Also noteworthy is the multi-worker’s vinyl records oeuvre, which includes over 200 recordings, including the complete piano sonatas by Mozart, Beethoven and Schubert. Two years ago Gramola released a CD containing Liszt's B-minor Sonata twice - he could not decide for himself which one he preferred, writes Badura-Skoda in the booklet. Both bear witness to an unshakeable nobility of piano playing, which in this piece has something anachronistic in the most beautiful way.




As a teacher, Badura-Skoda has spent many years devoted to nurturing young people, an obligation he himself fulfilled this year. Also as a collector, the technically interested Badura-Skoda made himself renowned: A comprehensive collection of valuable keyboard instruments, as well as a large archive of autographs and original manuscripts testify to his desire to the technical functioning of music, both in their theoretical development and in their instrumental realization.

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Extensive is also his collection of awards. In 1976 he was awarded the Austrian Cross of Honour for Science and Culture, two years later the Bösendorfer Ring, and in 1998 the Gold Medal of the City of Vienna. For ten years he has been the bearer of the Great Silver Medal for Merit for the Republic and the Golden Medal of Honour of the City of Vienna. And in the previous year, the Vienna Music University awarded Badura-Skoda the honorary membership ".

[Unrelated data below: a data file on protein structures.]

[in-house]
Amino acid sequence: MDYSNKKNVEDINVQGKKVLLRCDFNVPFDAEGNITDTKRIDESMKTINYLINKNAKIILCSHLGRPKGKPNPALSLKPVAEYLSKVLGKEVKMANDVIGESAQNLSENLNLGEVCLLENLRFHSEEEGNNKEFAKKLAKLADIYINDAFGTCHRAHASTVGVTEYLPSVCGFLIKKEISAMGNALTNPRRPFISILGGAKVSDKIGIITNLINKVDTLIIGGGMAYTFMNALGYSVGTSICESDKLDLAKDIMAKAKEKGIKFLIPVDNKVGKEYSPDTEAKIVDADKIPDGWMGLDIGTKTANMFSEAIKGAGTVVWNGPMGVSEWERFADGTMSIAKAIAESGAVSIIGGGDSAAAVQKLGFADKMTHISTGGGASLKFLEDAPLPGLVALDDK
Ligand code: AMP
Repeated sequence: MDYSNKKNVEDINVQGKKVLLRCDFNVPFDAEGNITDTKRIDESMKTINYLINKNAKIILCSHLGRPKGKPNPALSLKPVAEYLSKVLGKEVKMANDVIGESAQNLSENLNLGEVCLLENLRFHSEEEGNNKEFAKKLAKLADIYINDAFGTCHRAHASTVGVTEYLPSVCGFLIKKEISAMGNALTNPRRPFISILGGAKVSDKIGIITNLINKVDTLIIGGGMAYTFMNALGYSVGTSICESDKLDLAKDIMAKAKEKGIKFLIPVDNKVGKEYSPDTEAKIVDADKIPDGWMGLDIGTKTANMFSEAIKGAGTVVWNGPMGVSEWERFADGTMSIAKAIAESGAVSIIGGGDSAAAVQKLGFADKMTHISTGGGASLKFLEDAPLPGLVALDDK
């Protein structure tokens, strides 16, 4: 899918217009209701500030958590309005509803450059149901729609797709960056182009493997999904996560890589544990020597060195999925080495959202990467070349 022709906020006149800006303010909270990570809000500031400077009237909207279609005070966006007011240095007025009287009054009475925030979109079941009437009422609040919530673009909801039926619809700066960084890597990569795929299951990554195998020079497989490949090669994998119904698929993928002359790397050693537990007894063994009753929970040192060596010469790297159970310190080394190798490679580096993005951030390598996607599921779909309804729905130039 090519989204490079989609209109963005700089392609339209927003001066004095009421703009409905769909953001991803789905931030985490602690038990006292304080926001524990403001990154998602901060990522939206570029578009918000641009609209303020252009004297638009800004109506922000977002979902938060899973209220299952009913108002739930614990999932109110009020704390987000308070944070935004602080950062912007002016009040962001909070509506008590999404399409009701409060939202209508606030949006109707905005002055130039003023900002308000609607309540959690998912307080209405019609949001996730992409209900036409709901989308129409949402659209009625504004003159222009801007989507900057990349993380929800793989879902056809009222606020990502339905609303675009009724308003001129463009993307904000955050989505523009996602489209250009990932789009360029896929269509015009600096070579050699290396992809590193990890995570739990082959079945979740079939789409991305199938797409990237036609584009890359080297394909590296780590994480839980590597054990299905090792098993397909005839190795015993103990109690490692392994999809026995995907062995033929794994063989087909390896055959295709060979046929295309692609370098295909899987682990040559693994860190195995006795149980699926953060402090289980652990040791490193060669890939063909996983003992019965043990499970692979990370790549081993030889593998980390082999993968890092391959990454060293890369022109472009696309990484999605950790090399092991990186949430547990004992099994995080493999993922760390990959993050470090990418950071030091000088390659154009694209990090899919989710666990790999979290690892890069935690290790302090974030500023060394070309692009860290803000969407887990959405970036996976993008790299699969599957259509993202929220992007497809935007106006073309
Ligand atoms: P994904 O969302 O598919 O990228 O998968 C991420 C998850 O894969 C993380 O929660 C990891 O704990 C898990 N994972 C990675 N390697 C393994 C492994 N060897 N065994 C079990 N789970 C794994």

The newspaper "Die Presse" writes: "Paul Badura-Skoda, guardian of the Viennese musical tradition, is dead. He was one of the most important pianists who emerged from the Viennese school.

Badura-Skoda - as a trained music director and musicologist - was able to read scores accurately, weigh up different interpretive possibilities and translate the results of his research into sounding practice. His rich collection of historical instruments also teaches him what tonal possibilities the pianos have offered since the invention of the so-called Fortepiano, which was understood under Beethoven's time as a hammer-piano and to what extent relevant truths can and must be applicable to the performance of classical works on modern instruments.

Thus, the youthful summiteer, who incidentally was the first pianist to venture into communist China after the Cultural Revolution, became a tireless champion for the maintenance of the Viennese musical tradition in the light of recent discoveries in musical research. He took his mediating role as serious as his interpretive claims. Together with his "piano twin" Jörg Demus, with whom he used the rich four-handed piano repertoire, he developed in the Beethoven year in 1970 a complete recording of the piano sonatas of the master, as a television production. The Mozart year of 1991 was followed by a solo tour of Badura-Skoda, which took him around the world with works by the composer. Even at the age of 80 Badura-Skoda did not tire of traveling.”

He has been connected to Bösendorfer for many years and even played a Bösendorfer grand as a child. “What I like about Bösendorfer is the singing sound as well as the evenness in all registers. The balance between the reverberation and the attack—this is unique”. Paul Badura-Skoda has held the Bösendorfer Ring since 1978, a distinction previously bestowed only upon one person, namely Wilhelm Backhaus. Bösendorfer awards the ring for embodying the tradition of Viennese music-making.